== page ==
(5) Regarding command and control deficiencies:
The shutdown briefing was informal, poorly planned, and ineffective. Operations supervision did not provide any direction to the operating crew during the briefing regarding the decision point for proceeding to hot shutdown.
Despite a number of control room indications and communications, operations supervision was unaware that the primary NSO had continuously inserted control rods a total of 232 steps which placed the reactor in a substantially subcritical condition, and then withdrew control rods 84 steps in an attempt to re-establish power at the POAH. [POAH - point of adding heat, a very low power level where enough energy is produced to add heat to the reactor cooling water.]
Operations supervision failed to exercise their responsibility to minimize control room distractions with the potential to adversely impact the ability of operators to safely conduct plant evolutions.
(6) Regarding communications deficiencies:
The shift engineer did not provide clear direction to the US regarding his intent to keep the Unit 1 reactor critical after the main turbine had been tripped. Operations supervision also failed to inform the operating crew of the intent to keep the reactor critical.
The primary NSO did not adequately communicate and seek resolution of concerns he had with the actions directed by a specific step in the shutdown procedure. The unit supervisor (US) also did not clarify the intent of this procedural step for the primary NSO. This was one of the major contributing causes of the event.
The qualified nuclear engineer assigned to monitor the shutdown evolution did not adequately communicate his concerns with observed control rod manipulations to operations supervision.
On a number of occasions, the operating crew did not exercise proper three-way communications.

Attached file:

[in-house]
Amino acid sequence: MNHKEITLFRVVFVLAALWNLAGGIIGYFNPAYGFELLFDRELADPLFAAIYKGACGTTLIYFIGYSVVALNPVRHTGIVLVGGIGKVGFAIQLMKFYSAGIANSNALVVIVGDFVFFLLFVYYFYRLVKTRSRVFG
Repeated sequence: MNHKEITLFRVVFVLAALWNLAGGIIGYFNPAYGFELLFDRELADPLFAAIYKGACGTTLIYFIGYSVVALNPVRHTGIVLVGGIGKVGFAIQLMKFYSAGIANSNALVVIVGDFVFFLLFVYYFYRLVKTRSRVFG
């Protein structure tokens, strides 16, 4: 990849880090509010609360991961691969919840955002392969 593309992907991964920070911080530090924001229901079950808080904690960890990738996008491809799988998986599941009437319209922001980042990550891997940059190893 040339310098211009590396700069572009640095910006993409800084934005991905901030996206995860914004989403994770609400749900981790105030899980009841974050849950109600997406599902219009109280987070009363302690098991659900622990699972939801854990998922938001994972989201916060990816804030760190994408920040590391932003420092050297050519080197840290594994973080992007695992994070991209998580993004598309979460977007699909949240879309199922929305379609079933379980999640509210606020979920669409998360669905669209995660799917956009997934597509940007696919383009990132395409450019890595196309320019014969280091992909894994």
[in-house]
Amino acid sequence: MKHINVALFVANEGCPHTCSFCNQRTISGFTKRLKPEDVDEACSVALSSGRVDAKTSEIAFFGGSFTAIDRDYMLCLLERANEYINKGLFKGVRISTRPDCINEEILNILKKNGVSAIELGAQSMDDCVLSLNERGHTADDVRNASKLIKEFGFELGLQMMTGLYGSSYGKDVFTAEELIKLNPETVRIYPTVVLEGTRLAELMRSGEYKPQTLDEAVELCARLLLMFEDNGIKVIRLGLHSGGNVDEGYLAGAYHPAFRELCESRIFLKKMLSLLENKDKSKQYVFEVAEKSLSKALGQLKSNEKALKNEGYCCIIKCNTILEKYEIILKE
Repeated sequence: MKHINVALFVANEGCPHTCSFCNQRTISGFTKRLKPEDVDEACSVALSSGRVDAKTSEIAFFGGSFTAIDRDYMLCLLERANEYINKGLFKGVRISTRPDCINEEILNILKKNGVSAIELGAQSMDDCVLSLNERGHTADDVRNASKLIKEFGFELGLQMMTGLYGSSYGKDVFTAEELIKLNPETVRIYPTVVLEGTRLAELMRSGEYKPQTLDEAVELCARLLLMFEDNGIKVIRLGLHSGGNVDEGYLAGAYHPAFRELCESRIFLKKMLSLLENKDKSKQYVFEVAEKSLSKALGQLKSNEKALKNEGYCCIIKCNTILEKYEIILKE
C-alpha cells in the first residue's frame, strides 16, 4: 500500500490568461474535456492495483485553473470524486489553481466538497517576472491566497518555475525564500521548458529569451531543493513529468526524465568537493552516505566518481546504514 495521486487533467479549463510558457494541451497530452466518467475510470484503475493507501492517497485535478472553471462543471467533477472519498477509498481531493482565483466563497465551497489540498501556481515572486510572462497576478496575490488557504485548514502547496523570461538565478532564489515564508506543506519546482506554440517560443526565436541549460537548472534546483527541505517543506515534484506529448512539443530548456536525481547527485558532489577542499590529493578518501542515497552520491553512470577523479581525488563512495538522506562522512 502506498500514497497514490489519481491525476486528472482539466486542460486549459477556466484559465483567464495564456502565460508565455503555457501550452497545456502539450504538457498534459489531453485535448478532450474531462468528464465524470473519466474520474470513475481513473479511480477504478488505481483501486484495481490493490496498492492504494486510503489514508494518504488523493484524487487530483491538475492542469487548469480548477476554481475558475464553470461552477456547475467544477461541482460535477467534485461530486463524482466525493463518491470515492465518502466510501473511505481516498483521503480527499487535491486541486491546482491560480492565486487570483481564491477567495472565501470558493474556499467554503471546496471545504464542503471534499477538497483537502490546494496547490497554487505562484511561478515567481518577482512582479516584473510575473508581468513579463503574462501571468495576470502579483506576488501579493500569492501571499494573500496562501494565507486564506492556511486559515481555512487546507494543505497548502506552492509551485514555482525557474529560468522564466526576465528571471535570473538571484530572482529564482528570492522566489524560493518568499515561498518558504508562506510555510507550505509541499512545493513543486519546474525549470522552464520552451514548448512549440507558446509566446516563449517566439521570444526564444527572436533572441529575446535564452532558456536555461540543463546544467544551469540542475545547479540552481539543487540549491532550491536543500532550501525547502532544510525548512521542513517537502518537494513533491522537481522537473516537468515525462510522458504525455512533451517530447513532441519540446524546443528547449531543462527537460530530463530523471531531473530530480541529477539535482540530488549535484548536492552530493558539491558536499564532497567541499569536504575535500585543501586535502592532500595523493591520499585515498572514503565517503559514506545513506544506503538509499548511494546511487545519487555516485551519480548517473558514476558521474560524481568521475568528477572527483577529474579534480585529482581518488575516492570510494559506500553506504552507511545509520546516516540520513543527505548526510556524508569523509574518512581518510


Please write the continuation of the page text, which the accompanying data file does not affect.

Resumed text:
Ineffective communications between plant management, operations management, and operations supervision contributed to poor planning for the shutdown evolution.
The significance of the event was not communicated to licensee management in a timely manner, and licensee management did not effectively communicate expectations that the primary NSO, US, and shift engineer involved in the shutdown be removed from licensed duties.
(7) Operations management did not appreciate the significance of the actions of the primary NSO in continually withdrawing control rods in an attempt to take the reactor critical. This was evident in the deliberate decision by operations management to return the involved licensed operators to licensed duties.
(8) Immediate corrective actions were inadequate in that licensed operators directly involved in the event resumed licensed duties.
(9) Operations supervision did not ensure that planned reactivity changes were accomplished in a controlled manner and that the effects of these changes were understood and appropriately monitored.
(10) The AIT identified a number of precursor events with root causes related to poor communications, weak command and control, and poor reactivity management. Due to the absence of corrective actions in some cases, and ineffective corrective actions in other cases, the licensee failed to correct the underlying problems which contributed to these events.
(11) The licensed operator requalification training program was deficient in that it did not include training on shutdown evolutions that involve establishing and maintaining power at the POAH.
(12) The overall level of knowledge among licensed operators pertaining to reactivity management and reactor physics specific to plant response to continuous control rod withdrawal and inspection evolutions, was adequate.